So long as you're not a white farmer or a member of one of the opposition parties targeted by Mugabe's thugs, Zimbabwe is also perfectly safe to visit, insist born and bred Zimbabweans like Hubbard, Steed, Turner and Lovemore. All opted to remain during their homeland's darkest years, firm in their belief that the country they love will rise again to retake its rightful place as the pride of southern Africa.


When to go

Zimbabwe's generally high altitudes result in a moderate climate. The end of the cool, dry winter season, around August- October, is the best time for time for overall game viewing, while the December - March summer offers superb birding opportunities.

Getting there

South African Airways has daily nonstop flights to Johannesburg from New York and Washington, with same-day connections to Harare and Bulawayo. There is also a twice-weekly return flight direct from Johannesburg to Buffalo Range Airport near Singita Pamushana Lodge.

Where to stay

Camp Amalinda is situated in the World Heritage Site of Matobo Hills, only 28 miles from Bulawayo. This exclusive safari lodge is tucked away in an ancient Bushman's shelter. Mammal and bird species are prolific and include the highest concentrations of Leopard and Black Eagle in the world, as well as a healthy population of the endangered Black and White Rhino.

Singita Pamushana Lodge overlooks south-eastern Zimbabwe's Malilangwe Wildlife Reserve and has six luxury suites and one villa, each with a private plunge pool and panoramic views of the Malilangwe Dam and sandstone hills. Malilangwe Wildlife Reserve is home to rare and endangered species such as the Roan, sable antelope, and the black rhino. Famous for its cathedral Mopane forests and majestic Baobabs, Malilangwe also contains over 100 rock sites dating back more than two thousand years. The Malilangwe Trust is a wholly Zimbabwean owned non-profit organization that focuses on harmonizing conservation activities, community development outreach programs and commercial tourism. For more information, visit www.malilangwe.org.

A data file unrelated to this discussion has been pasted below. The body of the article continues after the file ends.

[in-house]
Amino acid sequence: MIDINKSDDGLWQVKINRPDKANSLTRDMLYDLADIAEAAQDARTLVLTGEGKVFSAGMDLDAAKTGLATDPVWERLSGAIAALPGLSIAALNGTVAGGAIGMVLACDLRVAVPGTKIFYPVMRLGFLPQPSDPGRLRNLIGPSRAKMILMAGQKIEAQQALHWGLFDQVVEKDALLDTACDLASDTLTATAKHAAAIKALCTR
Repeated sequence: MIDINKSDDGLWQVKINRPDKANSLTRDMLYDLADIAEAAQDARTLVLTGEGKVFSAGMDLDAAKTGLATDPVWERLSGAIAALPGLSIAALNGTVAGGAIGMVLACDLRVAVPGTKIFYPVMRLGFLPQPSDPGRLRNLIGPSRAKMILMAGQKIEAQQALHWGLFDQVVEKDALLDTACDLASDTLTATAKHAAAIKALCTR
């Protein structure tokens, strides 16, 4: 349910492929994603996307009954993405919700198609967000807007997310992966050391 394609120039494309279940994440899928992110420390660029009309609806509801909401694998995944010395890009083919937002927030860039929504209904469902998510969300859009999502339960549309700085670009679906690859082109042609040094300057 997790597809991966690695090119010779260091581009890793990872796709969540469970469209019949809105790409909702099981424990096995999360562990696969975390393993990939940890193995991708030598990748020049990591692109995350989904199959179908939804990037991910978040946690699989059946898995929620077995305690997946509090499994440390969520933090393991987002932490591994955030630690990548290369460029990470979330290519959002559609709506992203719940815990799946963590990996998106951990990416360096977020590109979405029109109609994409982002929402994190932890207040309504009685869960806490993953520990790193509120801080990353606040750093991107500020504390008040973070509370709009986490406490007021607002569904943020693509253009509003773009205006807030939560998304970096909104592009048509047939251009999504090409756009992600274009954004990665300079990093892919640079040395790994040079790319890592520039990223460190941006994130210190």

The Hide Safari Camp in Hwange National Park offers accommodation in luxury tents overlooking a waterhole where animals congregate day and night. Zimbabwe's largest national park, Hwange is home to over a hundred mammal and four hundred bird species, including an estimated twenty thousand elephants, as well as what is thought to be one of the largest populations of African wild dog left in the world.

The Victoria Falls Hotel
, popularly known as "the grand old lady of the Falls", is located in the Victoria Falls National Park, a UNESCO World Heritage Site. Set in lush tropical gardens, this 104-year-old five-star landmark was recently redecorated and refurbished. Victoria Falls is just a ten-minute walk away using the hotel's private pathway.

Recommended Outfitters

Africa Adventure Consultants ((866) 778-1089) of Denver offers a range of customizable luxury, adventure and family-oriented Zimbabwe safaris that include Victoria Falls, Great Zimbabwe, Hwange, historic Bulawayo, and Matobo Hills.

Global Sojourns ((503) 622-9101) also offers customizable Zimbabwe tours.

Toronto based Kensington Tours ((888).903.2001) offers a ten-day "Zimbabwe Game Tracker" private guided tour of Victoria Falls, Hwange, Bulawayo and Matobo National Park, with accommodations in luxury safari camps and colonial hotels. Custom tour options include a helicopter flight over the Falls, elephant back safaris and lion cub encounters.

Askari Travel ((877) 279-1902) is another highly recommended Toronto based Southern Africa specialist run by a native Zimbabwean who can arrange customized adventures.

Further information
The Zimbabwe Tourism Authority website provides information on the country and its local attractions, including an events calendar and directory.

Recommended reading

Our Votes, Our Guns: Robert Mugabe and the Tragedy of Zimbabwe: Celebrated Africa expert Martin Meredith's account of what Robert Mugabe did to the once-flourishing African state of Zimbabwe: how it happened, why it happened, and its implications for Africa.

The Last Safari: A Season of Discovery in Zimbabwe: Author Bruce Van Buskirk's true account of an American hunter who spent the 2001 season living and working as a safari guide in Zimbabwe.

Mark Sissons is a Vancouver-based travel writer. Follow him on Twitter @marksissons or see more of his work on his website.